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Re: my $var; vs. use constant VAR = '';

by tadman (Prior)
on Apr 27, 2001 at 01:07 UTC ( #75909=note: print w/ replies, xml ) Need Help??


in reply to my $var = ''; vs. use constant VAR => '';

'use constant' doesn't appear to be terribly popualar, as 'my' does effectively the same thing, without the child-proof safety locks that prevent you from modifying variables declared that way.

Instead of declaring a whole whack of constants using my(), such as:

my ($filename) = "/path/to/file"; my ($filemode) = "immolate"; my ($opmode) = "seek"; my ($filetype) = "image/gif";
You could always convert this to a hash-structure, such as:
my (%config) = ( filename => "/path/to/file", filemode => "immolate", opmode => "seek", filetype => "image/gif", );
This has the advantage of allowing you to declare virtually unlimited constants, without having to explicitly declare them on their own my() line. Additionally, you can load these from a file quickly and easily (i.e. an INI-type file, an Apache-style file, or something else) such that you can vary the configuration without modifying the program itself.

Of course, using a hash-lookup is slower than a regular variable, but the price you pay would depend on frequency of use, and in practice, should be so slight as to really be irrelevant. In most cases where a constant is used frequently, such as inside a loop, you would expect to see something like:
my ($thing) = $config{'thing_to_mash'}; for (my $x = 0; $x < 100_000_000; $x++) { DoCrazyStuff($thing, $x, Foo($x)); }
In this admittedly simple example, the hash is only used once, and the variable itself is repeatedly used.

If you really don't trust yourself to keep your const's constant, and to not modify them in any way, write a function to extract parameters from it, such as:     sub Config { return $config{$_[0]}; }
Then you could keep %config in some sort of codeblock or module which nobody has access too. This is kind of extreme, though.


Comment on Re: my $var; vs. use constant VAR = '';
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scalar my vs list my
by merlyn (Sage) on Apr 27, 2001 at 01:11 UTC
    my ($filename) = "/path/to/file"; my ($filemode) = "immolate"; my ($opmode) = "seek"; my ($filetype) = "image/gif";
    As a matter of style (and occasionally necessity), I leave off the parens on those leftsides if the right side needs to be evaluated in a scalar context. Otherwise, I might wonder which one you meant of:
    my ($filemode) = ("immolate"); # list context
    or
    my $filemode = "immolate"; # scalar context
    And yes, it really does matter when you get into subroutine arg grabbing, like
    my $count = @_; # get the length
    or should that have been
    my ($count) = @_; # get the first arg
    So, make your left side and your right side agree, and I don't have to scratch my head wondering where you are headed.

    -- Randal L. Schwartz, Perl hacker

      Letting go of brackets is hard if you come from the C school of bondage and discipline programming, where forgetting something minor, like brackets on a function call, is punishable by death ("Segmentation fault.").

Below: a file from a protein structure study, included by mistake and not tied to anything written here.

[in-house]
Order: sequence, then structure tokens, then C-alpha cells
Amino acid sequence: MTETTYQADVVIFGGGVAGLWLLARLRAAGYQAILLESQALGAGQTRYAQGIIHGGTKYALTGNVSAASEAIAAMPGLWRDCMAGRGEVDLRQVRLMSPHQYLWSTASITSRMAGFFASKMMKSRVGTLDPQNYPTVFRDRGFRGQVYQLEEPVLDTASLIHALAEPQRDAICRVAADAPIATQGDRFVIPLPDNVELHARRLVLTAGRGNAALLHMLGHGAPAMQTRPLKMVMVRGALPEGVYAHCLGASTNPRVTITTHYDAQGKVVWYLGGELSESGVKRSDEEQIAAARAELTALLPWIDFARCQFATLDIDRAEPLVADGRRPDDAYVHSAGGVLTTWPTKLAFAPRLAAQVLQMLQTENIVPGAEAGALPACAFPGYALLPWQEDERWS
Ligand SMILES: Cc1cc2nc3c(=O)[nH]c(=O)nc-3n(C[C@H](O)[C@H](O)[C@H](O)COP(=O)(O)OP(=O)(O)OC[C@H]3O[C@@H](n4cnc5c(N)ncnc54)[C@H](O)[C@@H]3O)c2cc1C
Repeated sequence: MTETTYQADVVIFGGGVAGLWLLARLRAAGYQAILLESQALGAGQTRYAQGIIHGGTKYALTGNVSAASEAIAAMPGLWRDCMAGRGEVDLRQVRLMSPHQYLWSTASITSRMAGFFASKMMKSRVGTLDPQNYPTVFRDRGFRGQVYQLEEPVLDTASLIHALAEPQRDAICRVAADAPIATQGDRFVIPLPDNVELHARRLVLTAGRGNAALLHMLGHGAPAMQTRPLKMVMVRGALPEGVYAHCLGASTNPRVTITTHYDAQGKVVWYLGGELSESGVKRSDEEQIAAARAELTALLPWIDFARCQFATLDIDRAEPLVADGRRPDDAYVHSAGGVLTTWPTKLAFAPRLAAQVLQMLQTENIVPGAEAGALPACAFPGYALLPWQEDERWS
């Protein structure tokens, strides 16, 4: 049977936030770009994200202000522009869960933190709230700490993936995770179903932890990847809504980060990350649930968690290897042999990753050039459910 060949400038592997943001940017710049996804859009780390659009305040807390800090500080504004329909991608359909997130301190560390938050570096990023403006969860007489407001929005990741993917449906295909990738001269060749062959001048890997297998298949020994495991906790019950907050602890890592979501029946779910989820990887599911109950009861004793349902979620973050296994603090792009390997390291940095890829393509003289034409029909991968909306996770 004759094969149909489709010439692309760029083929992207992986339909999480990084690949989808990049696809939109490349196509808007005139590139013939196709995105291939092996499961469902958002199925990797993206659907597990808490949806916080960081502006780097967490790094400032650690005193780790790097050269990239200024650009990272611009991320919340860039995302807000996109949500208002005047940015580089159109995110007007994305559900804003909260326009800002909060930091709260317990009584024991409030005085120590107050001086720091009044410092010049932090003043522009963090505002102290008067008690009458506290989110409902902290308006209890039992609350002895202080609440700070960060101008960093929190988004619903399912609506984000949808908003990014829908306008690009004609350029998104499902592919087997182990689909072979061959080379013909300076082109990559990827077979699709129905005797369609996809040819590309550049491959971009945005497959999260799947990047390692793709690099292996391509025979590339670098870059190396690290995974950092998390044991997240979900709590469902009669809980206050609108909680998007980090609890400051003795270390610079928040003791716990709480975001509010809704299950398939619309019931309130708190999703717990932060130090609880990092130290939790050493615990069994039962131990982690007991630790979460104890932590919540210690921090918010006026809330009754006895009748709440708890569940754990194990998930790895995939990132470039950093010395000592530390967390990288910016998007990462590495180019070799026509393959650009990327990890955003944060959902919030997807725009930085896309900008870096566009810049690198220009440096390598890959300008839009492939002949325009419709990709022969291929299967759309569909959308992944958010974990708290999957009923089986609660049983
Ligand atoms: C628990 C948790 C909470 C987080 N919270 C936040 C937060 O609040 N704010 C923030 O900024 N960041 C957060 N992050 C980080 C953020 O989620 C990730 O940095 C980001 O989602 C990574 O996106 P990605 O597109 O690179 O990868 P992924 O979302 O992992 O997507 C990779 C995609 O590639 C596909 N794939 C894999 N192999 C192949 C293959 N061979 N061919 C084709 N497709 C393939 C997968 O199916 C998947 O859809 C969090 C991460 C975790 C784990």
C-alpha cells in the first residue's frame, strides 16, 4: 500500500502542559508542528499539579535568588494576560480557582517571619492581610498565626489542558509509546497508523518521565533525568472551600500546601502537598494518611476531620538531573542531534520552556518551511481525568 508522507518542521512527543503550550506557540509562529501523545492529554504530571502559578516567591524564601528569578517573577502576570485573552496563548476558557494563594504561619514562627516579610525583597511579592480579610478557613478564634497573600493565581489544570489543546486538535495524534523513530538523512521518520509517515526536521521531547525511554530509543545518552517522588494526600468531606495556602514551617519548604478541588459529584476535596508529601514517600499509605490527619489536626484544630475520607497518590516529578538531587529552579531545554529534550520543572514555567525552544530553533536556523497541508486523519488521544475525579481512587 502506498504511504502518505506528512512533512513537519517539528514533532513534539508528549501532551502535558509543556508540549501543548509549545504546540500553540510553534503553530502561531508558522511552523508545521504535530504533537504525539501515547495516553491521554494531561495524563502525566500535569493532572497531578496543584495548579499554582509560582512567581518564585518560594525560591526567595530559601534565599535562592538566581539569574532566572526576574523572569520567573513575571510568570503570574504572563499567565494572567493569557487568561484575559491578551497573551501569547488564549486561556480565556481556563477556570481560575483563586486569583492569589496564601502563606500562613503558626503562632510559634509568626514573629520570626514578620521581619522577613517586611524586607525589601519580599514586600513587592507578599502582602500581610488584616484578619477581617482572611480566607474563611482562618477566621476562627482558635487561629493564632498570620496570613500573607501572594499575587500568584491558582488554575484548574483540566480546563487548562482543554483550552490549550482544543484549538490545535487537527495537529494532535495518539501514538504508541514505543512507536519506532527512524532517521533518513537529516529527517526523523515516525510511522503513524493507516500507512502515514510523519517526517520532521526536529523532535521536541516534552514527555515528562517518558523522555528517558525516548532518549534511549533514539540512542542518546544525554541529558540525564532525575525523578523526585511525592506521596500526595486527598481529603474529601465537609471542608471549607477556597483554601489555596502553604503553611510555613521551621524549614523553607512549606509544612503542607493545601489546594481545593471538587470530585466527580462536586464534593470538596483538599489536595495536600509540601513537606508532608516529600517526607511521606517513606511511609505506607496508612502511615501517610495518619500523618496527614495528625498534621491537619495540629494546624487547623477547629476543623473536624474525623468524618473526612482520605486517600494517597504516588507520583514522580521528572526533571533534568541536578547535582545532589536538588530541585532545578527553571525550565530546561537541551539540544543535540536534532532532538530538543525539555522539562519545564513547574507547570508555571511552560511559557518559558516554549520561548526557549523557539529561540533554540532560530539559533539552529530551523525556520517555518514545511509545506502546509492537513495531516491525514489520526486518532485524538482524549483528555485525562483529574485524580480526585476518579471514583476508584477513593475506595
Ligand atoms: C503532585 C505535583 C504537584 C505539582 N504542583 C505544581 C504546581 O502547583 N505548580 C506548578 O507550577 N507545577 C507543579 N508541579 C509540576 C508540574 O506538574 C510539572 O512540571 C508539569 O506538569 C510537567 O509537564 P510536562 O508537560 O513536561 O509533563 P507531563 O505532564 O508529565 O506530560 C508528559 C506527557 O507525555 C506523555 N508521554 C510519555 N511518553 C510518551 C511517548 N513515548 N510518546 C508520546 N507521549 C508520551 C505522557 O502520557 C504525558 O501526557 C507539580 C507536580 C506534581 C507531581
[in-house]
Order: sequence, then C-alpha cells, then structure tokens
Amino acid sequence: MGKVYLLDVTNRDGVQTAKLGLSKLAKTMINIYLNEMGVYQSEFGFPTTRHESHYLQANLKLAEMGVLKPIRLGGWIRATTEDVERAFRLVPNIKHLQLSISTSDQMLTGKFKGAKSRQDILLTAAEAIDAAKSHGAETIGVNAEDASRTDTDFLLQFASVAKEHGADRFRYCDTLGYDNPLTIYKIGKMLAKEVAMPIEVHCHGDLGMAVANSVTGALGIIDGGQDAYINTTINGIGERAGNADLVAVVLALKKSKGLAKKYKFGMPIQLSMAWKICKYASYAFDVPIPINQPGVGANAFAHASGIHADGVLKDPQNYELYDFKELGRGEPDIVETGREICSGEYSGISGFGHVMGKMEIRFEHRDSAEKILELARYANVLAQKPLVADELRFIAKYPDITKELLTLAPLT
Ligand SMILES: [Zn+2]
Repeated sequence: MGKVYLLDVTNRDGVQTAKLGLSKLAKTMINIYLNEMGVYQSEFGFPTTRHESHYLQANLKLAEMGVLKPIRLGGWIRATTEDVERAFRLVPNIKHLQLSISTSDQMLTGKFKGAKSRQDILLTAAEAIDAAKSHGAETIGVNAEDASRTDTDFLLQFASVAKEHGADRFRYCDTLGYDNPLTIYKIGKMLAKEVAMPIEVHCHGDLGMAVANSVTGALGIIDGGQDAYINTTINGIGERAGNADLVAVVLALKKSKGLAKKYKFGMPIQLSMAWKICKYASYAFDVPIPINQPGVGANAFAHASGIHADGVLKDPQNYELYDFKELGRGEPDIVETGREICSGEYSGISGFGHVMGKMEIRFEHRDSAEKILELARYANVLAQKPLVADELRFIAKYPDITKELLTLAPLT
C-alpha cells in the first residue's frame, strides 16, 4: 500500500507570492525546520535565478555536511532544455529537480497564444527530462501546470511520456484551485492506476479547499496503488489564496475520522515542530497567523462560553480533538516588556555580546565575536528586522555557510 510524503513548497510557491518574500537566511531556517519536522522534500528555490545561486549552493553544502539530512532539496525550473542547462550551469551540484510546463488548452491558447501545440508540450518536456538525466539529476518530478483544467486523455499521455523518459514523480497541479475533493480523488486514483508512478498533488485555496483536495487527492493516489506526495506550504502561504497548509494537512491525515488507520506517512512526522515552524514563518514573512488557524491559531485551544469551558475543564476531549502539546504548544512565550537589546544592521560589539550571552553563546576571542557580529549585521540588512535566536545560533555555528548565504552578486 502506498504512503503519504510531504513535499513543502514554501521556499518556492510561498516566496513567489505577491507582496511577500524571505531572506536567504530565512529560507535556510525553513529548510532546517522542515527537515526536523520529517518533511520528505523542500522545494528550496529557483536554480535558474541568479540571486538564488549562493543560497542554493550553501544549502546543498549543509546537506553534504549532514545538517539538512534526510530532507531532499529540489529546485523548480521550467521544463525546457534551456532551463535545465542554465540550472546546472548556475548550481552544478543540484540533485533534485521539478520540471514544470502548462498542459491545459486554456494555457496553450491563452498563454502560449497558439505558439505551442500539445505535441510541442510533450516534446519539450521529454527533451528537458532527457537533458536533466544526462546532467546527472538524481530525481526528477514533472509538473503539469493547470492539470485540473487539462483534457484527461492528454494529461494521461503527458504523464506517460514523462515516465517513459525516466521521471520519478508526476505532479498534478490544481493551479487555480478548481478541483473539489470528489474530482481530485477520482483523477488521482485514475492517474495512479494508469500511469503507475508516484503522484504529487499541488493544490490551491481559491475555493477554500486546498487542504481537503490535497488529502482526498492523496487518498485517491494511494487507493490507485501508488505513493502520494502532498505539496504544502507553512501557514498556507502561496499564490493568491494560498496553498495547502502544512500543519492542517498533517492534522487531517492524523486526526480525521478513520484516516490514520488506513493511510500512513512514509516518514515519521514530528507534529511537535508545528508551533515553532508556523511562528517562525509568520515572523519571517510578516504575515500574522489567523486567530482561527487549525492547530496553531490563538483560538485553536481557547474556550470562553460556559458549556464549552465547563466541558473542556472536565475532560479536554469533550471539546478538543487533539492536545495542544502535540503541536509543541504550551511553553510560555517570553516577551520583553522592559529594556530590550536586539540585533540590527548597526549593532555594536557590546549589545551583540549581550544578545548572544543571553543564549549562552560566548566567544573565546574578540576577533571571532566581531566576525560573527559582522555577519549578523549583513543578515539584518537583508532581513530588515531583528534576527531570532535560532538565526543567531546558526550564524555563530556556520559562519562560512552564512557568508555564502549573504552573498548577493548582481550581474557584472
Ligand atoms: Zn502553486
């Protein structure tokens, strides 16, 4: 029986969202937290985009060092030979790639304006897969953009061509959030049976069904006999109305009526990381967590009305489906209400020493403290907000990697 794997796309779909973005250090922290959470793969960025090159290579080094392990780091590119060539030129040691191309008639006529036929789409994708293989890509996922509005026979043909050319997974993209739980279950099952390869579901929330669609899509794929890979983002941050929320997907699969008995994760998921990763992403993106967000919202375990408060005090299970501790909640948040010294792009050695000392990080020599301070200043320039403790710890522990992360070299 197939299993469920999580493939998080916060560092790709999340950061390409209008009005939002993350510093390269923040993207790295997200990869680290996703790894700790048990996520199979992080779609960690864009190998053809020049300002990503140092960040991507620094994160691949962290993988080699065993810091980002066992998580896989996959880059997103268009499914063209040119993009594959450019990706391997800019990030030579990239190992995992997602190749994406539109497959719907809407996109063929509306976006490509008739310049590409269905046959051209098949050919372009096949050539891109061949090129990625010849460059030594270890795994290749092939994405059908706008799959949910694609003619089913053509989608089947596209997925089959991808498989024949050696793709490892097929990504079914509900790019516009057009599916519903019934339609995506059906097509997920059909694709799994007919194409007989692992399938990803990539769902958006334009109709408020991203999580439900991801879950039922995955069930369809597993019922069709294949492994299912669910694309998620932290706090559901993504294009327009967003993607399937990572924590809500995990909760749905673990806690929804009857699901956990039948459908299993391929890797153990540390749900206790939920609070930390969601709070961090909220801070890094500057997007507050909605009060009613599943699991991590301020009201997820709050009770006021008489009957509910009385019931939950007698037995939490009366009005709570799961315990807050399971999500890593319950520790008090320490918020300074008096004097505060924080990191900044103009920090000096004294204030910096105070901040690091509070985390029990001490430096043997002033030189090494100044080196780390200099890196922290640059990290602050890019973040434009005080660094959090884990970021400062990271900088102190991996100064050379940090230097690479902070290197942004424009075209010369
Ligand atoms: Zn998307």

When declaring arguments, I have found that the code looks strange, inconsistent, and a little off-kilter when mixing and matching declaration styles, where 'off-kilter' is a euphemism for "looks broken":
      sub Foo { # Arguments: ARRAY <- ARRAY my ($ich, $bin) = @_; # Local variables: SCALAR,SCALAR,... my $x, $y, $z; # Local constants: ARRAY <- ARRAY my ($ein, $berliner) = qw [ jelly donut ]; # Single constant: SCALAR <- SCALAR my $go = 5; }
      Any statement like 'my $count = @_' can make me feel a little bit dizzy, if only because it seems like anything could happen there (i.e. concatenation with spaces, concatenation without, first element assignment, last element assignment, count of items, index of last item, etc.). Instead, I would rather explicitly specify what is intended as 'my ($count) = scalar (@_);', though rumor would have it that 'scalar' is deprecated.

      Anyway, maybe I'm just behind the times. I use brackets on int() and join(). I'll admit it! Maybe it's curable. As long as I'm careful to make sure that my assignments are array-safe (as I don't want to go to jail) then things work okay, in their own wacky way, and everything is bracketized and compartmentalized neatly.

      So, I can only suppose that you would prefer the following mutant variation, suggested for fun:
      my $filename = "/path/to/file", $filemode = "immolate", $opmode = "seek", $filetype = "image/gif";
        Hmm. Nope, you ended up with a few broken ones:
        # Local variables: SCALAR,SCALAR,... my $x, $y, $z; ... my $filename = "/path/to/file", $filemode = "immolate", $opmode = "seek", $filetype = "image/gif";
        Neither of those declare locally anything but the first var. You'd have to do something like:
        my $x, my $y, my $z;
        Just think of my as a really high precedence prefix operator that must appear before an lvalue, and you'll have the right mental model. But to figure the scalar-vs-arrayness of the rest of the expression, throw away all the my's first.

        My preference is one variable per my declaration, unless it's a bunch of scalars and an optional terminating array being fed from a list (like a subroutine argument grab).

        -- Randal L. Schwartz, Perl hacker

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